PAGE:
The short read de novo assembly methods we have developed make it possible for building reference genome sequences for novel species in a more efficient and cost-effective way. Currently, using the Illumina GA sequencing technology and our short read assembler presented here, we have sequenced and assembled nearly a dozen plant and animal genomes, including the panda (Li et al. 2009d), duck, potato, cucumber (Huang et al. 2009), watermelon, and others.

Repeat characteristics in different genomes can vary extensively, so the expected theoretical de novo assembly results from different genomes will also vary. A similar theoretical assessment in Drosophila, mouse, and rice genomes showed that the expected contig N50 size of unique contigs by using 25-mer as seed is 5.9, 1.1, and 1.2 kb, respectively (Supplemental Figs. 4–6). The Drosophila euchromatic genome region contains relatively fewer repeats, thus, with a 200-bp paired-end insert size, we would expect to achieve a 110-kb scaffold N50 size. While for the rice genome, which contains numerous long retrotransposons, we would only expect a 4.2-kb scaffold N50 size by using 200-bp paired-ends and 96 kb by including up to 5-kb paired-end insert sizes (Supplemental Figs. 7–9). A survey of the repeat characteristics of phylogenetically closer genomes will provide guidance in designing experiments, and setting goals for optimizing the assembler for novel genomes. But in practice, it is very difficult to reach the theoretical limit for every potential problem that may occur during the sequencing process, including biased DNA fragmentation, sequencing errors, inaccurate paired-end insert sizes, and others.

Longer reads will help improve contig size, while long insert-size libraries will be essential for crossing repeat clusters and construction of long scaffolds. In theory, without long insert-size libraries, repeats that extend beyond the paired-end insert sizes will not be able to be resolved and assembled. For gap closure, the last step in assembly, sufficient sequencing depth of each insert-sized library is correlative to the effectiveness of filling the corresponding sized gaps.

In our method, we used a similar de Bruijn graph data structure as Velvet (Zerbino and Birney 2008), but we did not record the read locations and paired-end information in the graph as is done in Velvet. This made it feasible to build a graph using a complete, and very large, read set of the whole human genome. The modularized pipeline format of SOAPdenovo also has the advantage of easy modification or addition for further development and improvement.

The ability to decode the genomes of all major evolutionary clades and any additional useful or interesting organisms would tremendously broaden our knowledge of evolutionary mechanisms, help determine complete gene sets, detect biological underpinnings of diseases, and more. In addition to haploid or homogeneous diploid genome assembly, short read sequencing technologies can, in principle, also be used for highly heterogeneous diploid or polyploid genome assembly, metagenomics data assembly, and large-scale transcriptome data assembly. But this will require novel data format definition to properly present the assembly results, and thus remains one of the biggest challenges for developing practical methods.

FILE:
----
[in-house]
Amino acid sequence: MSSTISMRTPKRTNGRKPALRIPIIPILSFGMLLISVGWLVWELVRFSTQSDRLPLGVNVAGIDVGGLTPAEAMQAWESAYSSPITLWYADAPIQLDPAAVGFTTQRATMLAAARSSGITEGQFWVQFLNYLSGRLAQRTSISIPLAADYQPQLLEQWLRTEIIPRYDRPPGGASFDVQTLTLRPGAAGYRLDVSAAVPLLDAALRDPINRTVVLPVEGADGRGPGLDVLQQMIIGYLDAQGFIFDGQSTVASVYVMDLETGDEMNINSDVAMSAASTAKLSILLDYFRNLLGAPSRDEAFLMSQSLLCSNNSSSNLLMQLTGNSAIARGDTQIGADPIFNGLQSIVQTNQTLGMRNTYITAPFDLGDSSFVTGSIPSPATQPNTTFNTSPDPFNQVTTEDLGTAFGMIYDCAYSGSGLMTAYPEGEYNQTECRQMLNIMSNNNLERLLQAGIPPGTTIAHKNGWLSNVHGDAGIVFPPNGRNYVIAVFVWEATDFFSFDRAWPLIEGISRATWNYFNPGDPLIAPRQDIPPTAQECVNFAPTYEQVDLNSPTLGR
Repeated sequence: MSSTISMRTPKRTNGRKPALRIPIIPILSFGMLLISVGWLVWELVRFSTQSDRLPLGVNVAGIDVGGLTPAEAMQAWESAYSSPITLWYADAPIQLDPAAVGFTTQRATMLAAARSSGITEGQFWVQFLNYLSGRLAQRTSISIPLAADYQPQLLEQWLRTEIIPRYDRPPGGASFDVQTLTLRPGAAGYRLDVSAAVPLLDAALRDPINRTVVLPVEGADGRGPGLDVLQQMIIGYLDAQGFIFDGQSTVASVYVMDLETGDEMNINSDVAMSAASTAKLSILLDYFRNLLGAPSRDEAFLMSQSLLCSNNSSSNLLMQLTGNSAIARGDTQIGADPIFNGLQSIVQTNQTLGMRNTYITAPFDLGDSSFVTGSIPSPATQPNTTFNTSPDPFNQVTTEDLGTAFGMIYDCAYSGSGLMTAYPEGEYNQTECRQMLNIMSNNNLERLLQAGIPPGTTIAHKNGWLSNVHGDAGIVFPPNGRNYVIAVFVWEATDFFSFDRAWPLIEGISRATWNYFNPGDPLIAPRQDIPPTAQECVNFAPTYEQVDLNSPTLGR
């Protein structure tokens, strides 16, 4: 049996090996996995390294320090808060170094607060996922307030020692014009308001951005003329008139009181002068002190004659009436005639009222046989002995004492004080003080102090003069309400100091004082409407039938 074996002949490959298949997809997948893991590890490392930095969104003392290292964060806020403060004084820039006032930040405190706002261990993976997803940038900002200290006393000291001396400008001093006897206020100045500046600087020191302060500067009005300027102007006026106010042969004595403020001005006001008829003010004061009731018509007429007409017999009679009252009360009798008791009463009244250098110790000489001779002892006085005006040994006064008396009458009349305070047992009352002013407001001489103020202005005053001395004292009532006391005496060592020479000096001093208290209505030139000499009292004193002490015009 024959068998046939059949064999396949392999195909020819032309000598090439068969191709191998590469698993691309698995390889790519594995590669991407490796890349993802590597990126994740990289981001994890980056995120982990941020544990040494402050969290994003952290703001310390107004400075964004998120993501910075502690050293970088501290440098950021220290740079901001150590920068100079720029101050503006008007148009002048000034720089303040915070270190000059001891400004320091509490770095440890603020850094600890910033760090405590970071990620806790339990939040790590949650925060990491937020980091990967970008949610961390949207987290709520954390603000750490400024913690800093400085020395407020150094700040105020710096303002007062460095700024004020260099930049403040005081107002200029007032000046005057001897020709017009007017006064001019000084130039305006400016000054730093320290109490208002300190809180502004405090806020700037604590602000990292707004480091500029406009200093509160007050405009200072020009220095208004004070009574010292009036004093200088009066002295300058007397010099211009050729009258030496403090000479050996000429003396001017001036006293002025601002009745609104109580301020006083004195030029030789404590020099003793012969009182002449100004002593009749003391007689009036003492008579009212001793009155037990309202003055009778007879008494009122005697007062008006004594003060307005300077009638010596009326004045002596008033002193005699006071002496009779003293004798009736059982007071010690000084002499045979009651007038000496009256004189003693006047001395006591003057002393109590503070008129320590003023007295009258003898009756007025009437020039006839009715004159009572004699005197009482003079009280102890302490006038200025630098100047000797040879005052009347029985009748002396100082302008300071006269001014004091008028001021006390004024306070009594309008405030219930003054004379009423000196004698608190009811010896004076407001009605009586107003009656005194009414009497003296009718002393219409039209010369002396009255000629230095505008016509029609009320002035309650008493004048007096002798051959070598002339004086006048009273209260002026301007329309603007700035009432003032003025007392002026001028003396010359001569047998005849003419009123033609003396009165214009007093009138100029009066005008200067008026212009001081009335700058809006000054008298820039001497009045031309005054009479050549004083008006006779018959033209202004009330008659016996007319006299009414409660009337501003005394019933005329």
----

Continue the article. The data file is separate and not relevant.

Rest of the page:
Genome data

The reference sequence used was NCBI build 36.1, and the gene set of the human genome used was from RefSeq. Both the chromosome sequences and the gene set were downloaded from the UCSC database (http://genome.ucsc.edu/). The sequenced African individual (Bentley et al. 2008) was a male Yoruba (NA18507), from the HapMap samples. The Asian genome data was from a male Han Chinese (Wang et al. 2008). Both samples were sequenced by Illumina Genome Analyzer (GA) technology, and the data sets are freely available at the EBI/NCBI Short Read Archive with the following accession numbers: African, SRA000271; Asian, ERA000005.

Error correction

For deep sequencing, the correct K-mers appear multiple times in the reads set, while random sequencing error-containing K-mers have low frequency. Our error correction method used K-mer frequency information. The K-mer size was determined by the genome size, read length, and supercomputer memory. Since we only need to correct the low-frequency K-mer, to save memory, we used one byte for each K-mer to store the frequency and assign all counts over 255 as 255. Here, we chose K = 17 bp, because 417 = 16 G is larger than the genome size; thus, error-containing 17-mers were unlikely to exist in real genomes. The peak frequency of correct 17-mers would be about 20 in the read sets. We built a hash table to store the frequency of all 17-mers, which occupied 16 Gb of memory. Then, for each read, we started from high-frequency regions and extended both sides to infer potential erroneous sites of low-frequency (<3) 17-mers. For each inferred erroneous site, we tested the impact of changing it to the other three allele types, and these changes were picked up as candidates if all 17-mers containing the allele had a frequency equal to or over 3. If we obtained no candidates that satisfied these criteria, we did not change it; otherwise, the allele was revised to that with the highest 17-mer frequency. A dynamic programming algorithm was used to find the optimal solution with minimal changes. To increase speed, we used threaded parallelization to split read sets and handled them in parallel by sharing the same 17-mer hash table.